Up to half of children have substantial dysphonia after airway reconstruction. Visual assessment of vocal function is valuable. Feasibility of flexible and rigid endoscopy has been reported; however, the clinical utility of stroboscopy has not been examined. Rating of vibratory characteristics, such as mucosal wave and amplitude of vibration, is essential for the development of interventions to improve voice outcomes.
To examine (1) clinicians’ ratings of anatomical and physiological features in children following airway reconstruction on initial voice evaluation using videolaryngostroboscopy and (2) the relationship of age to the type of endoscopy used.
Design, Setting, and Participants
Retrospective medical record review of 32 patients aged 3 to 21 years evaluated for post–airway reconstruction dysphonia between July 2011 and July 2012 at a quaternary care children’s hospital.
Clinical voice evaluation protocol including rigid and/or flexible endoscopy with stroboscopy.
Main Outcomes and Measures
Demographic and voice quality characteristics were collected. The ability to complete endoscopy and ratings of anatomical and/or physiological features were assessed by a consensus of 4 clinicians. A t test was used to determine whether age was a significant factor in successful completion of videolaryngostroboscopy.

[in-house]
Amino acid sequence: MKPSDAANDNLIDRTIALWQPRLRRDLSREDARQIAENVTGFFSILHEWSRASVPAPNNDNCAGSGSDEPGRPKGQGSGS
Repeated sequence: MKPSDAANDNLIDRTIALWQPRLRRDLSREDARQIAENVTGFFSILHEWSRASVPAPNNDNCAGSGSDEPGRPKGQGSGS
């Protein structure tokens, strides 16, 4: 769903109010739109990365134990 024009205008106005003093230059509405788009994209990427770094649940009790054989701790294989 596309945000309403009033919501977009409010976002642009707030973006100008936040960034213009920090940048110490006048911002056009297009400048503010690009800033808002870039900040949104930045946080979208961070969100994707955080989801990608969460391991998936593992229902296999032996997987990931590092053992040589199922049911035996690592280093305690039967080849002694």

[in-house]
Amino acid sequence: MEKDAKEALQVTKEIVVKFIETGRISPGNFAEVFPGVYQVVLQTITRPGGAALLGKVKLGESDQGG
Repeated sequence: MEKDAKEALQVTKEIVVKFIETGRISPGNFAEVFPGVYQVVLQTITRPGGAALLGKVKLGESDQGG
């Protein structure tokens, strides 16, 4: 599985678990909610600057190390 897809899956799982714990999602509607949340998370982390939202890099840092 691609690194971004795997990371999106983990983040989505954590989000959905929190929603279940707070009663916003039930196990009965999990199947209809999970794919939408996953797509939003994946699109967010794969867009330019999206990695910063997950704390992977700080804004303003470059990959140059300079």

Of 31 children who underwent flexible videolaryngostroboscopy, 22 (71%) examinations were completed with a distal chip endoscope and 9 (29%) with a fiberoptic. Significant differences were found in age between children who completed the distal chip vs fiberoptic examination (mean [SD], 7.3 [2.7] vs 5.5 [6.2] years; P = .05). Rigid endoscopy was attempted for 14 (44%) of 32 patients; 9 examinations (64%) were successful. Significant differences were found in age between patients for whom a rigid endoscopy could be successfully completed vs those for whom it was not (mean [SD], 12.9 [3.4] vs 6.2 [2.1] years; P < .001). Eighteen (56%) were glottic phonators, 8 (25%) supraglottic, and 6 (19%) aphonic. Vibratory characteristics were visible in 10 of 37 examinations (27%); 6 (16%) had ratable characteristics.
Conclusions and Relevance
Endoscopy can be successfully completed in most children who have undergone airway reconstruction, most often using a distal chip endoscope. We found that vibratory characteristics were often not assessed adequately using videolaryngostroboscopy. Further work identifying imaging modalities that better display vibratory characteristics, such as high-speed videoendoscopy, may provide new insight into vocal function and lead to a more thorough evaluation.